“Biological processes are actually quantum systems because (quantum) physics describes the behavior of matter at the microscopic level,” says Mujica.
It is a very simple conclusion. But it wasn’t always so obvious.
And there is a good reason: biological processes are really very complex. Quantum systems, on the other hand, need “stability,” which scientists call wave coherence.
The conclusion of the scientific community was then that biological processes were so “noisy” that they did not present this stability. Basically, they were destroying consistency.
And so, throughout the twentieth century, scientists separated quantum mechanics from biology. They didn’t pay much attention to him.
But maybe something was missing that scientists didn’t quite understand or didn’t quite fit. Perhaps there was a method where all this was applied in biological processes.
Isn’t it insignificant?
We already know that matter is made up of particles. Some are protons and neutrons, and others are known as elementary particles, such as electrons and photons.
These particles work at the biological level. For example, photosynthesis in plants is driven by the transfer of electrons to molecules.
But there is a problem: how does this electron travel. If we had a light bulb, the electron would pass through a copper wire that heats up a lot and causes the light to come on.
But plants do not have this copper wire. In fact, biology has “bad” energy conductors, according to Mujica, and a sudden rise in temperature would cause the cell to die permanently.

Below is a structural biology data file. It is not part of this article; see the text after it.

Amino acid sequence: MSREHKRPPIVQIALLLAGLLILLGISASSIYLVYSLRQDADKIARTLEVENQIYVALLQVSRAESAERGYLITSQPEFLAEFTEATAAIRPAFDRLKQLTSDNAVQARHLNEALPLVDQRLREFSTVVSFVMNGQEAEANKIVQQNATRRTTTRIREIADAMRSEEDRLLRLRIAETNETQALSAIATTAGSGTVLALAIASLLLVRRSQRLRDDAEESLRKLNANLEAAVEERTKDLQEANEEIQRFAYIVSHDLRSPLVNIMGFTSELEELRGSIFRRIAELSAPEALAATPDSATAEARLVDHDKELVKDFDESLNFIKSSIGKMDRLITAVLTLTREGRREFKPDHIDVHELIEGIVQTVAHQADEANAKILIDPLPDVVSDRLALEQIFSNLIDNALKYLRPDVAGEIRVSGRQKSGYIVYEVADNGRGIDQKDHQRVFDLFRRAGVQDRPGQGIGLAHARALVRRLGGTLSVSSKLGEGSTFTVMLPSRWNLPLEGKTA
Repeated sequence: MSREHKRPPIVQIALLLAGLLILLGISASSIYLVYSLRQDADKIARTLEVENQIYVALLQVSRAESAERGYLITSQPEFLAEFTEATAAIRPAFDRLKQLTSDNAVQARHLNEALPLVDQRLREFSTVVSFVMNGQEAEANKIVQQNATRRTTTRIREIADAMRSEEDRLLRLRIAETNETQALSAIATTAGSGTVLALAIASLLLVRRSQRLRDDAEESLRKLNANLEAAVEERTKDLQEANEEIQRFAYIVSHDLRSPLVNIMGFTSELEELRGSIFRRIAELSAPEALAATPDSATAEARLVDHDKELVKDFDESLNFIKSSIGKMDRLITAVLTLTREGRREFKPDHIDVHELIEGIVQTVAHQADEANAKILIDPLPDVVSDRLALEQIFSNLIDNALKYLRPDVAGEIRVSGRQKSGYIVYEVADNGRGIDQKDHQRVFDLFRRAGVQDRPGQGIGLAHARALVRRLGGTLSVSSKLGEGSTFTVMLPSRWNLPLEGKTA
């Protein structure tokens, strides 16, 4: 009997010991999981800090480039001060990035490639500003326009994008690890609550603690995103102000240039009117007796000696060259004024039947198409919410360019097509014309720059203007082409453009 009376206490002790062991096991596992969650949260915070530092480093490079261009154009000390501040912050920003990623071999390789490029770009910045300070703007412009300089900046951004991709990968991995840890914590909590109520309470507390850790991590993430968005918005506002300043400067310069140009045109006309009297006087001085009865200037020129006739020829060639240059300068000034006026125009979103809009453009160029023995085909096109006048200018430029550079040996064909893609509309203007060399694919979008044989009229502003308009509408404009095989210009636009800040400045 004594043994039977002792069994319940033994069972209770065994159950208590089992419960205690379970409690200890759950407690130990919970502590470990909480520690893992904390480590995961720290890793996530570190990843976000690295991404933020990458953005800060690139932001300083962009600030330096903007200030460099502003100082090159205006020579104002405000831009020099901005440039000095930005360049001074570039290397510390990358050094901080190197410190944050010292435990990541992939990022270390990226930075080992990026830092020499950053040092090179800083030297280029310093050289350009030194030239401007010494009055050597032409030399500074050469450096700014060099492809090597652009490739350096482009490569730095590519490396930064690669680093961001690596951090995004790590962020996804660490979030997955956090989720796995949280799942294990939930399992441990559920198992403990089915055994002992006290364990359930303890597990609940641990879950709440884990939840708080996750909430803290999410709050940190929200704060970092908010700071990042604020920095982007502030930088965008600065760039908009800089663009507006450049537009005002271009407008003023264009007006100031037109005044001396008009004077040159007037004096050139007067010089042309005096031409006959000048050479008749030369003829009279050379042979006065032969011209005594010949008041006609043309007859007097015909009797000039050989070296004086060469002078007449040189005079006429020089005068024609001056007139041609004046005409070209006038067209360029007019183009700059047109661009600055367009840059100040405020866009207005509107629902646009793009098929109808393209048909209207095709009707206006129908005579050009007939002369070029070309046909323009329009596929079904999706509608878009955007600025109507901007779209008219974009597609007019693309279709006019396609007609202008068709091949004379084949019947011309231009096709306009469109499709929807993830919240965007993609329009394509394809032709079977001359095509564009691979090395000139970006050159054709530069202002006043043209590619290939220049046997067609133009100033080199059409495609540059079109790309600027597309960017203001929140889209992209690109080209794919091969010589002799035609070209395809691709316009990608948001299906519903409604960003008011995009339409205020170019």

Therefore, the electron would need this that scientists do not understand. A simple process that does not require too much energy to allow the particle to travel without killing the cell.
This process actually exists, and is called the tunneling effect.
An example: if we have a tennis ball on one side of a court and we have to carry it on the other side, we simply throw it from one end to the other.
But if the court has a very high wall in the middle, the ball must be thrown very high and above the wall, otherwise it will bounce. This is how classical physics works.
But it is different in quantum physics. If the tennis ball was really an electron, there is a way to go through the wall, not over it. And this is because the particles move in the form of waves.
The tunnel effect is like “opening a hole in the barrier and sliding.” And the advantage is that it is so simple and so cheap that it is used by biological systems to use as little energy as possible.
Scientists call these events “non-trivial.” This is basically how quantum mechanics alters biological processes.
It’s not new. Physicists such as the Austrian Erwin Schrödinger had already addressed this and other topics in quantum physics in the first half of the twentieth century, thus preparing the ground for someone else to make new discoveries.
But the tunneling effect is not the only quantum mechanism that works in biological processes.